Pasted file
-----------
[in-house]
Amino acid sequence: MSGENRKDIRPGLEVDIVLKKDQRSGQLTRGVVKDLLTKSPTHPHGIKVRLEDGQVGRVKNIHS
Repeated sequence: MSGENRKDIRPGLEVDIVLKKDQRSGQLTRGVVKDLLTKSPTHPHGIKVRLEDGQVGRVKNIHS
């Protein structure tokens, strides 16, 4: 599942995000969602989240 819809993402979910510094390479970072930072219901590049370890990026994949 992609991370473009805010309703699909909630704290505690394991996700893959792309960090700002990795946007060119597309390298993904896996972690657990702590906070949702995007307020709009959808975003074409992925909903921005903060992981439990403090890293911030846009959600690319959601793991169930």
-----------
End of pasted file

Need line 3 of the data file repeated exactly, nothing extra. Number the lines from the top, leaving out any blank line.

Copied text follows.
Repeated sequence: MSGENRKDIRPGLEVDIVLKKDQRSGQLTRGVVKDLLTKSPTHPHGIKVRLEDGQVGRVKNIHS